The high school athletes  also almost certainly have been trained to get lots of water and keep their salt levels optimized. Sometimes good physical condition, knowledge, and training just aren't enough, though. I was in excellent physical condition and well aware of the risks and countermeasures surrounding dehydration and heatstroke many years ago when I nevertheless collapsed while camping. That was entirely my fault, though, since I carelessly drank a lot of beer and iced coffee instead of water, and the combination of diuretics and high temperature provided the consequences that I should have expected.

Theory and practical implementation aren't at all the same, and having been "burned" once, I've been extra careful since then. As we all should be, when we're beneath the burning sky.

Friday, June 8, 2012

Minamisoma Trip,: the Second Day, Part Two

We left Minamisoma around three in the afternoon (Sunday, 27 May) intending to return the truck by 20:00 if at all possible. Rather than retrace our route from the previous day, we set out to take a shorter and hopefully faster way back, entering Tokyo via the Joban Expressway rather than the Tohoku Expressway we'd used coming to Fukushima. This required us to use another set of mountain roads more to the southwest, in order to skirt "no go" areas and avoid being turned back at roadblocks. The idea was to use local roads until we could enter the expressway beyond the exclusion areas that still blocked part of it.

I was concentrating on driving, again leaving the navigation to Andrew, and things were going so smoothly that I cannot remember exactly what sequence of roads we took. The route was somewhat trickier than the previous day's, but it didn't present any real problem. The weather was holding up well, too, and it should have been a very pleasant drive. And it would have been, except for some of the scenery.

 In the morning, we'd traveled through farmland with some scattered pastures, from the northwest and north. We'd seen some signs of abandoned fields and farm buildings, and some earthquake-damaged buildings in and around the town, but nothing that could really be called devastation; that would have been very different had we been closer to the beach, of course. The saddest thing that I had witnessed so far was the conditions under which so many people--especially children--were forced to live in the temporary housing: adequate (just) but cramped and, while new and neat, hardly cheery and comfortable. Now, however, we were going mostly southwest and were passing through an area that had been in the path of wind-born radioactive particles in dust and rain that had blown toward the northwest from the Fukushima reactors. Here the scenery--though in a beautiful natural setting of valleys among forested hills--showed a very tragic sort of devastation if you knew what you were looking at, and how it should have looked.

Even though the area was now outside the exclusion zone--indeed, I believe parts of it had always been, despite "hot spots" that had been discovered here and there--it had incurred sufficient contamination that nobody could grow crops or raise animals in the area. I've lived in both very urban and in pretty rural areas of Japan, so I'm familiar with the way that a fishing village or a farming community usually looks at various times of the year. In particular, having spent many years surrounded by them, I know what rice paddies should look like at the very end of May (if you don't, this may be instructive).  While going through what I believe to have been the southern part of Iitate Village, north of western Namie Town, we were seeing something very different. These fields had been abandoned completely, utterly, kept company only by silent buildings beginning to show the evidence of neglect, and the occasional metal roadside sign, gently rusting, advertising Iitate beef that is very unlikely to be seen in markets anytime soon. We did pass one cattle farm that, judging by the aroma, was still functioning, but whether out of the owner's hope, or sheer stubbornness, or desire to save the animals, or lack of alternatives, I have no idea. Passing all those abandoned fields and pastures, thinking of the lost livelihoods that they represented, was very, very grim.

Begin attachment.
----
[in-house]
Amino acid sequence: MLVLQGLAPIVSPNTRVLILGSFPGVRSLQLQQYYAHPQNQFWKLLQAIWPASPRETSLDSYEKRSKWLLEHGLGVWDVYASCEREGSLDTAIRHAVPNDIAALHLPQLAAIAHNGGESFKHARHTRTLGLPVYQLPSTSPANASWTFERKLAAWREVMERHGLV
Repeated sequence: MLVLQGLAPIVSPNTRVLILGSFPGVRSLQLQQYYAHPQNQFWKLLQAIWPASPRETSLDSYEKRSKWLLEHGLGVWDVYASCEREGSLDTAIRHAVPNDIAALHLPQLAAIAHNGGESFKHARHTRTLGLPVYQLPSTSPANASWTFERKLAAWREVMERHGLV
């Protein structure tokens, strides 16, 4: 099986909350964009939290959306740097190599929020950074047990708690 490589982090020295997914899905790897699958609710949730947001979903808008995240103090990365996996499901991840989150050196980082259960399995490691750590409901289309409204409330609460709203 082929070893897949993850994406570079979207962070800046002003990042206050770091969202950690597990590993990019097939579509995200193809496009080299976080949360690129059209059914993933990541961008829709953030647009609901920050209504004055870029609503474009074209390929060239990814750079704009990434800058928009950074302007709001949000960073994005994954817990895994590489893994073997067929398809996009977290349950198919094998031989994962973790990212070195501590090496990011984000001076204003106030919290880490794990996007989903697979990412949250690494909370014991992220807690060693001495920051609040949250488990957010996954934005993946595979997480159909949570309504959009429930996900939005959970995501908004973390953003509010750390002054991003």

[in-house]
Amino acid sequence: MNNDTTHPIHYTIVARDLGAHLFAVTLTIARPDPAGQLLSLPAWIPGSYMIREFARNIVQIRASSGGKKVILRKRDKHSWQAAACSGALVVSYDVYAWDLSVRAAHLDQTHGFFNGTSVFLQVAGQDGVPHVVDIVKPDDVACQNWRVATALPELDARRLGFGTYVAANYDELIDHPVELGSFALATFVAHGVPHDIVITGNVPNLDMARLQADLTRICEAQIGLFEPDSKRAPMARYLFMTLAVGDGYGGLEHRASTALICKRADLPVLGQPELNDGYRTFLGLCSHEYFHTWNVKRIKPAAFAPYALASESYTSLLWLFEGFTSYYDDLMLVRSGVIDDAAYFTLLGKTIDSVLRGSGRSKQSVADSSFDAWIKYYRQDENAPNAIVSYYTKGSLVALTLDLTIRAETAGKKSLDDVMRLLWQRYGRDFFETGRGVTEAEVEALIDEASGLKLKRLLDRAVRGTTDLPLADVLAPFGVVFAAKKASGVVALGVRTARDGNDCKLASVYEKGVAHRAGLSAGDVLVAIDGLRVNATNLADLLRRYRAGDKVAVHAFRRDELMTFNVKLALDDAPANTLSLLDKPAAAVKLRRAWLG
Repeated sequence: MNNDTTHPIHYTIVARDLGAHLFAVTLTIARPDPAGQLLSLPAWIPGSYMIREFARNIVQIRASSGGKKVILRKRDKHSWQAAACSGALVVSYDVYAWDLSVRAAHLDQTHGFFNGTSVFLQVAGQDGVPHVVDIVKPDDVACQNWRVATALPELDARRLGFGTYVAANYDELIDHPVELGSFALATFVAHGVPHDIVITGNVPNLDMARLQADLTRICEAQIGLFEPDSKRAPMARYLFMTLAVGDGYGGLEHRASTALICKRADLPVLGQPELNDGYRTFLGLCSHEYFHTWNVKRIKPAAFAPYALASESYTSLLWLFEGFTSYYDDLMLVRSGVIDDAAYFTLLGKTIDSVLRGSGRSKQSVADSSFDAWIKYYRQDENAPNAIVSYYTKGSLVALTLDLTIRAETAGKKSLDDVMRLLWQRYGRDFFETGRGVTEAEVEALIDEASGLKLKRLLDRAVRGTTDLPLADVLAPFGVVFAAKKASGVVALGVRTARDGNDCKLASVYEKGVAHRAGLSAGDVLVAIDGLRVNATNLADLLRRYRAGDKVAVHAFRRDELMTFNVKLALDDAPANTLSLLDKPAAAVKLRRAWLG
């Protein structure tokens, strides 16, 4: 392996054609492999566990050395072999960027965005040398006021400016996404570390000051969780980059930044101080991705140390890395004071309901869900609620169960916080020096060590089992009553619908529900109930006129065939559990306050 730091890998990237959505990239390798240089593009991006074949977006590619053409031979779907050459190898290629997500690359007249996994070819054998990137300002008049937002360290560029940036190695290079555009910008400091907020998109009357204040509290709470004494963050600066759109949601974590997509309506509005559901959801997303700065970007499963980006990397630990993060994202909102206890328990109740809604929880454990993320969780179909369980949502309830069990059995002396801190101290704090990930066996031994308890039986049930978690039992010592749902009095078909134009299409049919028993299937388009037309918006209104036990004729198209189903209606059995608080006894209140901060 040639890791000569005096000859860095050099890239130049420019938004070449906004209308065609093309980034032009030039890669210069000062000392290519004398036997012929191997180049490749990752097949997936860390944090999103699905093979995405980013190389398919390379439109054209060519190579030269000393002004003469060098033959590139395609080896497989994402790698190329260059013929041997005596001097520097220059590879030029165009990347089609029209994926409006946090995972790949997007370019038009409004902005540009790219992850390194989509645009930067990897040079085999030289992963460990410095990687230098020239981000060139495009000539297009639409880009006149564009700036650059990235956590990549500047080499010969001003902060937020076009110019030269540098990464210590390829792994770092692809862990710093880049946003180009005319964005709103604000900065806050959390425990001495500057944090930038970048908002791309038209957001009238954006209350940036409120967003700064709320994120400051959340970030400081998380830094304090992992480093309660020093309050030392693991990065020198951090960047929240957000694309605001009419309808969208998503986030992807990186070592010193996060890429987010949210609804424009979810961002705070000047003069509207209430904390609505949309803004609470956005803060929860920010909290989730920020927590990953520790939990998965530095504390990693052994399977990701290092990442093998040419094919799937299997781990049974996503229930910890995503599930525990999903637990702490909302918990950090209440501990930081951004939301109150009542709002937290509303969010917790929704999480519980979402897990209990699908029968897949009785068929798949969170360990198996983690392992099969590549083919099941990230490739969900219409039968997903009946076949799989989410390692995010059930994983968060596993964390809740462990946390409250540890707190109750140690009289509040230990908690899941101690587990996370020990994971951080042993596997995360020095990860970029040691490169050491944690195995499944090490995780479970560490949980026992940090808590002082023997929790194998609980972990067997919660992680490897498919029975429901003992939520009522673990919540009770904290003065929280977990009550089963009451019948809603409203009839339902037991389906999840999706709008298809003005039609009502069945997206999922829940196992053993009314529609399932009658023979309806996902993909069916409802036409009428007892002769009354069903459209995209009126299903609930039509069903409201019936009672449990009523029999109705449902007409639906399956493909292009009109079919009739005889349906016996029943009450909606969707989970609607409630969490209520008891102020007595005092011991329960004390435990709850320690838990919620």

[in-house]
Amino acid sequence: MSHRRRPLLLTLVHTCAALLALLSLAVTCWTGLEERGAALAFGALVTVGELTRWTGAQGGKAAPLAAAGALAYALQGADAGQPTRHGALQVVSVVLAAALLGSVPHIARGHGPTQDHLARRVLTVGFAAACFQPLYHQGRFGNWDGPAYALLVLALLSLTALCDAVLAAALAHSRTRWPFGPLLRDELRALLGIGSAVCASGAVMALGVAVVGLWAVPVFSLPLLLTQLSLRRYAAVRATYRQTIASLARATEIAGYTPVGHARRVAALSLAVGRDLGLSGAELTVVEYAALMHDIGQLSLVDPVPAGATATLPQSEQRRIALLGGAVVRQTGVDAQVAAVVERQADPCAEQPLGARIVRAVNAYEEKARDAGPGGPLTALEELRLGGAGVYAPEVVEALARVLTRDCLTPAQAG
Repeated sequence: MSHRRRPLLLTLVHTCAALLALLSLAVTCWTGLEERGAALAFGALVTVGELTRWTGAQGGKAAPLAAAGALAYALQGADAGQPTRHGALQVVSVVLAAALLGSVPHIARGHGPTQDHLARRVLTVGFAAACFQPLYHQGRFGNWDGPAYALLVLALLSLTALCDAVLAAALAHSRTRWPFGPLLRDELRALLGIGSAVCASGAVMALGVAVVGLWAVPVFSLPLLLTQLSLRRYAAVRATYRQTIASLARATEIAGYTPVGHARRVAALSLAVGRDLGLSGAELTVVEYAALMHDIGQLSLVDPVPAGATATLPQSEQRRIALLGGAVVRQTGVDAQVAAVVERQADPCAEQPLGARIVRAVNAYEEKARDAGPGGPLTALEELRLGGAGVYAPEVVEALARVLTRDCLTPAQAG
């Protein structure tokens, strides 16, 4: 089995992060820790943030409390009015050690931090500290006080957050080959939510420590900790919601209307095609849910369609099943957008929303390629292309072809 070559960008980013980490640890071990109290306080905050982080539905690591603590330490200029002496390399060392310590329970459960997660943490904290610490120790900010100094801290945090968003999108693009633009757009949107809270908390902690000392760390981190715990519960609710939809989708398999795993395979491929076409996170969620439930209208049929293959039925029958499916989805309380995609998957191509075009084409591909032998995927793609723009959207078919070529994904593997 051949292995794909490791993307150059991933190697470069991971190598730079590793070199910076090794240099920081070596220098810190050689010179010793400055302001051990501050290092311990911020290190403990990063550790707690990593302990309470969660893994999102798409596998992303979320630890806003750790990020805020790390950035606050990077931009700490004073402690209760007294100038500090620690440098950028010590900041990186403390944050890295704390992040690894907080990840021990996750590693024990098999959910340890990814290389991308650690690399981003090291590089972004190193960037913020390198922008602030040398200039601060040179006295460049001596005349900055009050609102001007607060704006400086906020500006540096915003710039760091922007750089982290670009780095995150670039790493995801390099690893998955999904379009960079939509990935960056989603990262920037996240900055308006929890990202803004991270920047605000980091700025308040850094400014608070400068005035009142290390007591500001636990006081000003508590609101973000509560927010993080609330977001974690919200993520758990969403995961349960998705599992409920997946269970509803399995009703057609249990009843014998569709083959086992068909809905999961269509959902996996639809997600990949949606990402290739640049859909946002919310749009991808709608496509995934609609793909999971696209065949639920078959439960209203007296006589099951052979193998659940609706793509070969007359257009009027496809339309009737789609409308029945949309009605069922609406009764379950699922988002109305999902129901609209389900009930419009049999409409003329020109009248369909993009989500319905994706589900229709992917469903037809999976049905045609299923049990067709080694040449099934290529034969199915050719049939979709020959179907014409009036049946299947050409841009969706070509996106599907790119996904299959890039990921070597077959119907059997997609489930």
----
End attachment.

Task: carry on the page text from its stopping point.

Eventually, we left the rural roads, and most of the mountains, behind us and came eventually to the expressway. Once again we encountered brief rain in one of the passes, and then it was a straight, uncomplicated run beneath mostly fair skies, and twilight fell a few hours later as we entered Tokyo.

As often happens at the end of a weekend with good weather, the returning traffic slowed dramatically to near-gridlock speeds once we got into town, and by the time we reached Roppongi the limited legroom and frequent braking was beginning to give my knee grief. I was pleased we were in the neighborhood, and only needed to fill the tank and return the truck.

I was less pleased when the first gas station we tried was closed (early closing, I guess, on Sunday evening), and much less pleased when an open one told us we couldn't get gas because the station was too full...of expensive cars that had been left for washing and later pickup, obviously to avoid paying parking fees during their owners' night out. You'd think that people who can afford to buy a Mercedes Benz could afford parking fees. We eventually found an open station that hadn't been turned into an impromptu parking lot, filled up, returned the truck, and went to the Black Lion, where we met with most of the others who'd gone along on the trip, had a few drinks, and finally finally went our various ways home.